Several organizations offer social and environmental performance standards that could meet the criteria for the annual benefit report. One such standard is the B Impact Assessment published by B Lab, the nonprofit organization that originated the benefit corporation concept.
Most of the press coverage about benefit corporations has confused them with certified B corporations. The two groups are overlapping but distinct.
“Certified B corporation” is a private certification from B Lab. Any form of for-profit company can be certified if they:
- earn at least 80 of a possible 200 points on the B Impact Assessment, and
- legally commit to consider the impact of their decisions on their employees, suppliers, community and the environment. Corporations in states with a benefit corporation law must become a benefit corporation within two years to keep their certification.
But Will It Work?
The benefit corporation builds accountability to the triple bottom line into the entity’s charter. This gives founders a way to protect the company’s social mission while allowing it to access the financial markets. The form may be better adapted for that purpose than any alternative yet available. Only time will tell.
The test of whether the form fulfills its potential is likely to be this – will investment capital be available to benefit corporations across the full range of levels, to and including IPO?
Some investors will avoid benefit corporations, since they modify the rights of shareholders and may not be available in the investor’s preferred state of incorporation. This includes traditional venture capital investors, who generally prefer corporations incorporated in Delaware.
On the other hand, some impact investors are likely to favor benefit corporations. Impact capital is a much smaller pool of money than traditional venture capital, but it’s growing fast. Access to that pool may motivate some founders to organize as a benefit corporation.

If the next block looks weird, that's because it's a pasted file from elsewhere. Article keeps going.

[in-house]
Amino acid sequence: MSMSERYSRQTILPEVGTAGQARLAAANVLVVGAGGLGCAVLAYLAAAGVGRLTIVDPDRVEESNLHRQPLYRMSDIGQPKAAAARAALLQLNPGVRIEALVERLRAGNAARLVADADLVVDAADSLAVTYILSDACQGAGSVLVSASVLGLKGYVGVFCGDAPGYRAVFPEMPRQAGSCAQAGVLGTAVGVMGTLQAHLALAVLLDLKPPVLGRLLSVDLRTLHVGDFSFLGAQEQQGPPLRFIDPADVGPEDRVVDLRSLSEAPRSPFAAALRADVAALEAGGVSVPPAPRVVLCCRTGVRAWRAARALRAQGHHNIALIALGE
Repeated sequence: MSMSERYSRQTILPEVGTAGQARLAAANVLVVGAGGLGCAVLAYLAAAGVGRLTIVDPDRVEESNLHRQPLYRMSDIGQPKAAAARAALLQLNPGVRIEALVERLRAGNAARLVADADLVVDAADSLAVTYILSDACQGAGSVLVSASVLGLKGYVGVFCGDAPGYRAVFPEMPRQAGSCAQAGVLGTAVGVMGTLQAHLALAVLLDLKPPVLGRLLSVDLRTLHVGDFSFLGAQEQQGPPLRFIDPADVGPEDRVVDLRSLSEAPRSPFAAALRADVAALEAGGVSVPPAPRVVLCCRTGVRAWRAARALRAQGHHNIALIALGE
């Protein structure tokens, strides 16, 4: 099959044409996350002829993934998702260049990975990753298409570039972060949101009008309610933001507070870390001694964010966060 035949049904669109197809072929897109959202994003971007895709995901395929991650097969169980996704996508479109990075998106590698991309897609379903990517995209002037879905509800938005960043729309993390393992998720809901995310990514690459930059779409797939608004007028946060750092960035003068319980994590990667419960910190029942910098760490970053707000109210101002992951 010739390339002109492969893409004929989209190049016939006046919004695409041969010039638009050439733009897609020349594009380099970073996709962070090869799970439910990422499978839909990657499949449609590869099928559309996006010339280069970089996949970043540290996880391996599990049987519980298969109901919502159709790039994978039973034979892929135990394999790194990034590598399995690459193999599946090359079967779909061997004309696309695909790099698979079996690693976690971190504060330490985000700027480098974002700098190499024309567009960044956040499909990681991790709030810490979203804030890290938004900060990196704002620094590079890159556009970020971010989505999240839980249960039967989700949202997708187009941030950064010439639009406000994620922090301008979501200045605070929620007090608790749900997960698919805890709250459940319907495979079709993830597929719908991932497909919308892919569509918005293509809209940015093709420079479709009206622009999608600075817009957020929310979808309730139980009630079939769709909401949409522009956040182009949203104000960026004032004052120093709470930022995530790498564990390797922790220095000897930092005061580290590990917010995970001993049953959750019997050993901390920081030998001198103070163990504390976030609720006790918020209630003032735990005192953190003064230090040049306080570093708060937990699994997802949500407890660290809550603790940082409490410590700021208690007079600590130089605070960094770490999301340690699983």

Benefit Corporations Are Not for Everyone
Just because the benefit corporation form is designed for sustainable business doesn’t make it the best choice for every triple bottom line company. Any choice of entity involves tradeoffs. For example, like other for-profit corporations, benefit corporations lack the flexibility and tax advantages of LLCs.
And the benefit corporation form has costs. Producing an annual benefit report and considering the interests of nonfinancial stakeholders will cost money and management time.
Any company, director or officer that is sued in a benefit enforcement proceeding will face litigation expenses (though there is no monetary liability). And complying with any injunction that comes out of such a proceeding will have costs to the company. A benefit corporation’s commitment to social and environmental benefit is a novel legal standard, so it is not known what a court enforcing that standard might order a company to do.
A number of companies appear willing to take the risks. No one knows how many benefit corporations have been organized or converted, but so far over 40 have listed themselves in a national directory.
Why Colorado Should Do This
Much of the conversation in the legislature will be about economic development. Anything that can help bring jobs to the state is welcome right now. According to Richard Eidlin of the American Sustainable Business Council, those states where the benefit corporation form is already available have attracted new investment from companies that want to use the form.
But the more long-term reason to authorize benefit corporations is to encourage innovation. Entrepreneurs and investors are eager to invest their capital and creative energy in companies with a durable commitment to social and environmental goals. The benefit corporation meets that demand.
As Eidlin puts it, “The impetus for this comes from companies that are deciding on their own to balance financial profitability with social benefit. These companies want to build social benefit into their DNA. The market wants transparency and accountability.”
The Colorado businesses that support the legislation are leaders in this space. In my next post, I’ll take a look at what some of them have to say.
My bottom line: the legislature should pass this bill. Some feel otherwise, and I’d welcome the chance to engage with their views. Your opinion?
This blog post is courtesy of Seth Henry’s blog. The Alliance has introduced a bill to allow Benefit Corporations in Colorado and is currently tracking it as it goes through the House and Senate. Find out more about this effort here.